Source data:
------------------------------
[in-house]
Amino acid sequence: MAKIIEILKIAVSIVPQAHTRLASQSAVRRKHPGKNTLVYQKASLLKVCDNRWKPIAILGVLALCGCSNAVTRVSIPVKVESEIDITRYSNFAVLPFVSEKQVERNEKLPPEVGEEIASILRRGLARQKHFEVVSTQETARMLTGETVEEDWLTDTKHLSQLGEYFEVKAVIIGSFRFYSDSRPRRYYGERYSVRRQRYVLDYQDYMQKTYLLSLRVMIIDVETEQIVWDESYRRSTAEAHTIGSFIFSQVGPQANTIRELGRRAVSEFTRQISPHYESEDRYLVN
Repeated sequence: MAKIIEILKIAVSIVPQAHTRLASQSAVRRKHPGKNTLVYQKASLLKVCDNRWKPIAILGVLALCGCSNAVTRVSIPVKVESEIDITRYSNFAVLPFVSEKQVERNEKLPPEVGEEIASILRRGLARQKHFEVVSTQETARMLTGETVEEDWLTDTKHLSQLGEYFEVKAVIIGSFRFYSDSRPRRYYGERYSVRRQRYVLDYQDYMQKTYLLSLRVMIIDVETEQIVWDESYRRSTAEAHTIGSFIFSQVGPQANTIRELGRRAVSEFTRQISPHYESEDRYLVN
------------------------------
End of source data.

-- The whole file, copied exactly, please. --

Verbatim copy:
[in-house]
Amino acid sequence: MAKIIEILKIAVSIVPQAHTRLASQSAVRRKHPGKNTLVYQKASLLKVCDNRWKPIAILGVLALCGCSNAVTRVSIPVKVESEIDITRYSNFAVLPFVSEKQVERNEKLPPEVGEEIASILRRGLARQKHFEVVSTQETARMLTGETVEEDWLTDTKHLSQLGEYFEVKAVIIGSFRFYSDSRPRRYYGERYSVRRQRYVLDYQDYMQKTYLLSLRVMIIDVETEQIVWDESYRRSTAEAHTIGSFIFSQVGPQANTIRELGRRAVSEFTRQISPHYESEDRYLVN
Repeated sequence: MAKIIEILKIAVSIVPQAHTRLASQSAVRRKHPGKNTLVYQKASLLKVCDNRWKPIAILGVLALCGCSNAVTRVSIPVKVESEIDITRYSNFAVLPFVSEKQVERNEKLPPEVGEEIASILRRGLARQKHFEVVSTQETARMLTGETVEEDWLTDTKHLSQLGEYFEVKAVIIGSFRFYSDSRPRRYYGERYSVRRQRYVLDYQDYMQKTYLLSLRVMIIDVETEQIVWDESYRRSTAEAHTIGSFIFSQVGPQANTIRELGRRAVSEFTRQISPHYESEDRYLVN